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the thin portent of margaret and melvin

Margaret and Melvin met on a Monday in late March. Aside from the alliteration bridging their lives, the meeting made them feel fated: star-crossed, miraculously understood for the first time they could remember. It all started with that Look–that perfectly-timed meeting of pupils. And of course, both were deeply pleased with the color of the others’ irises.

Both of their sets of unhappy parents had divorced sometime during their middle school years. (They could even share stories about living out of cars.) Their best friends had already married and divorced (Melvin’s bestie, multiple times). And even their nearest-in-age siblings had found and lost the loves of their lives rather frequently. But somehow, Margaret and Melvin knew they would make it…

…until the day they, holding hands in Walmart, crossed the path of a tall, thin, and somewhat bodacious woman named Portia. Placing one hand on a hip, wagging the index finger of the other, Portia said, “There is only one formula for you two. And the chances of you getting it right…. well, that’s about as slim a statistic as the one smart people try to explain the universe with.” She flicked her curling red hair–an ill-chosen color for her dark tan skin–over her lean shoulder and sashayed back to her station at the Self-Checkout.

Melvin shrugged. “You can’t trust a Walmart associate, can you?”

Margaret looked less certain but shrugged too. “I mean… they only almost always know where the gluten-free stuff is.”

As they were of the more open-minded type, they immediately felt low about thinking ill of the thin, too-tan Portia woman, especially because she was a Walmart associate. But they were two devoted hopefuls with a bit of luck on their side (did not both their names start with M?). Melvin would learn to ask Margaret about her day and listen to what she said eventually. And Margaret’s being vegan was not that distressing to Melvin as he appreciated meat only on a deep spiritual level. No need to agree on everything.

Then one day, Melvin woke up with a slip of paper under his pillow. He studied it. He tried to understand it. He tried not to cry. But crying indeed, he called Margaret.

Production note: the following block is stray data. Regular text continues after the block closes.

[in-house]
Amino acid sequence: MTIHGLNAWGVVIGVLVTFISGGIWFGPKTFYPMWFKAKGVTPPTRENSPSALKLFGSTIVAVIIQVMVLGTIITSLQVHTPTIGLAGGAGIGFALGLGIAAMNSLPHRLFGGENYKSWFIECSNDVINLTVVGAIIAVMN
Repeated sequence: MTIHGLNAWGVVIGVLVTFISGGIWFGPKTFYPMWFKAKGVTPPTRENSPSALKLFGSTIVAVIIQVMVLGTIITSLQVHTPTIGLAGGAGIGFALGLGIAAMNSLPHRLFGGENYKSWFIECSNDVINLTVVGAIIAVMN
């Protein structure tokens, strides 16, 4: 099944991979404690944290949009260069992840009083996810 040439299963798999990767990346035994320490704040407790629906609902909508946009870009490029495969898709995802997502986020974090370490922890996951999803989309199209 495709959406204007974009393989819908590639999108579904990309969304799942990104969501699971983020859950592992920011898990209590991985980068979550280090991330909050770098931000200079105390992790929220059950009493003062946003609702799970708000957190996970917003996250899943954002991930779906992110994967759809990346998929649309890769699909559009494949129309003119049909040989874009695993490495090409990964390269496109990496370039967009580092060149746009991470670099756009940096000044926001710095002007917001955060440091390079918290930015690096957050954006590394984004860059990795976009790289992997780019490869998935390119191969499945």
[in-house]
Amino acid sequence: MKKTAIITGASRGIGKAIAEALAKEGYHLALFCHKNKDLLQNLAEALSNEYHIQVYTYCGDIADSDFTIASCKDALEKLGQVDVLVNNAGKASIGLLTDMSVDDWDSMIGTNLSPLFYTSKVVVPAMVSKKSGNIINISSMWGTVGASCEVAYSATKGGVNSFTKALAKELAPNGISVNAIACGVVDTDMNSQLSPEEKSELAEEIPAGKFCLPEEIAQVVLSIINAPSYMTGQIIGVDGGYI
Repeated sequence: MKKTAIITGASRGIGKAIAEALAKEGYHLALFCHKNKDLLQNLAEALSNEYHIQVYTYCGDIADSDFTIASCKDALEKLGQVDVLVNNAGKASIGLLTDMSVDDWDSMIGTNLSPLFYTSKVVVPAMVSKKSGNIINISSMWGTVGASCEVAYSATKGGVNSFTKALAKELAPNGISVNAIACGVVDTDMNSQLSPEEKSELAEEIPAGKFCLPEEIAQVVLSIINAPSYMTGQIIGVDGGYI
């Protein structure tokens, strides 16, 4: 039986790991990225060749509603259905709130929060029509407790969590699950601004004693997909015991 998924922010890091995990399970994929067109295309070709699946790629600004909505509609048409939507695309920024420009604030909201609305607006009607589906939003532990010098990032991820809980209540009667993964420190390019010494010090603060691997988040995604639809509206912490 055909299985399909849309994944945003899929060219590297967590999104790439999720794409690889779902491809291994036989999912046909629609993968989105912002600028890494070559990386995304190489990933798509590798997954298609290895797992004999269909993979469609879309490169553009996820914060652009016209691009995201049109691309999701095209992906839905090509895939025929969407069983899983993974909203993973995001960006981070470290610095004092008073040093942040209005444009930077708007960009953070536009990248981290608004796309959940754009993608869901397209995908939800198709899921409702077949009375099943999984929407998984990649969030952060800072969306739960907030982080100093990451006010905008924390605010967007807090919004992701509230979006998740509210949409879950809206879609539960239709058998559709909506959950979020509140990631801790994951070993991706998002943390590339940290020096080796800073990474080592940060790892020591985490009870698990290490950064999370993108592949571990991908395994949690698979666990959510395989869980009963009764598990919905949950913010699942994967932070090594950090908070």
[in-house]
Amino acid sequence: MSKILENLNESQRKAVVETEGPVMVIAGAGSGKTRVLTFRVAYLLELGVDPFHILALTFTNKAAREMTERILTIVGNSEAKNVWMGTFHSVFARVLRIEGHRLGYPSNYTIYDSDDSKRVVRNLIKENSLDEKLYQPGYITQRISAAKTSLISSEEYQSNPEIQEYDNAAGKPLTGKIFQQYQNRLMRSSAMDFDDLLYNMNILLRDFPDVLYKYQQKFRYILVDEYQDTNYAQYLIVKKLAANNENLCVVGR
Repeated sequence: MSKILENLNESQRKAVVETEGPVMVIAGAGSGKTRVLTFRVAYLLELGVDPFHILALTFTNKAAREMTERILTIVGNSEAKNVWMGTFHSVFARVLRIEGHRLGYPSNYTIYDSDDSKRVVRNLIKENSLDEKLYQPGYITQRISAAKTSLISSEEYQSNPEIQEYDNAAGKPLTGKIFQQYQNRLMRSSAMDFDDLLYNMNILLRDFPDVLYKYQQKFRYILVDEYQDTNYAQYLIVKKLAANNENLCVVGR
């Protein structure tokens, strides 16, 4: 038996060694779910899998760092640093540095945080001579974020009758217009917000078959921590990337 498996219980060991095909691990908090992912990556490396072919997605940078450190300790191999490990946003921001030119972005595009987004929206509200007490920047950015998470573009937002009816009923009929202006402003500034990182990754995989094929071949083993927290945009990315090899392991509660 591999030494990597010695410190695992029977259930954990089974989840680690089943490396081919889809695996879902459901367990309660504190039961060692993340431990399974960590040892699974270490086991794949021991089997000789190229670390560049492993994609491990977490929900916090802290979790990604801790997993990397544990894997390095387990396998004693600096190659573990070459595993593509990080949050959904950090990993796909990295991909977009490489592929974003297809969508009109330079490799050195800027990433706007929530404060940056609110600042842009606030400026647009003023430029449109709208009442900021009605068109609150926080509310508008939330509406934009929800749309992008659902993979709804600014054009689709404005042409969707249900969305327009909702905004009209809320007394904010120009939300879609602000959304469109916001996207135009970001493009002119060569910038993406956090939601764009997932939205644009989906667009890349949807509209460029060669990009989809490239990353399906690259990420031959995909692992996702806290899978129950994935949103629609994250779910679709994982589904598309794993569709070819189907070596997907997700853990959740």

“Stop being so slobbery. What’s wrong?” Margaret asked.

“You have … to… You gotta get here. Now!” Melvin said, sniffling and wiping his eyes with the edge of a pillow.

This was what the note said:

life is full of bad stats, ain't it?

Scratching her head, Margaret looked at Melvin, looked back at the note, and looked at Melvin again.

“Well,” she said.

“Portia was right…” Melvin sighed. He had spent his tears, or so he thought. He was quite resigned.

“Well,” Margaret said again, “I guess… I guess we’d better just… call it quits. With these kind of stats, you know.”

Melvin, looking at the terrible 70s carpet of his apartment, nodded. Margaret glanced down too and sighed powerfully. She had imagined that they might have had a blast redecorating together, even if Melvin liked red and she liked the more peaceful blues.

“Perhaps we’ll have a bit more luck…” Melvin began and got caught by a heart-wrenching sniffle.

“…with someone else,” Margaret finished, eyebrows arched with a deep sadness she could not voice.

Melvin burst into tears then. “We even… even… finish one another’s sentences!” he said. “You would think we of all people would work!”

Next time they went to Walmart, separately of course, they both were sure to acknowledge their thin portent–the tall bodacious Portia woman–with a nod or a slight wave. Melvin was looking piqued; meat did not have the same taste these days. Margaret’s hair hung in a strange greasy knot at the back of her neck. But even as they mourned their loss, they both held to a shred of hope. One day, perhaps, there might be someone else. Someone with better stats. And by that slight nod or wave, they could only be grateful for Walmart associates like Portia. She really knew what she was talking about, didn’t she?

As for Portia, she was only surprised that Melvin continued to leave his door open at night. Things that go bump keep all sorts of daylight faces, after all. It really wasn’t wise these days.


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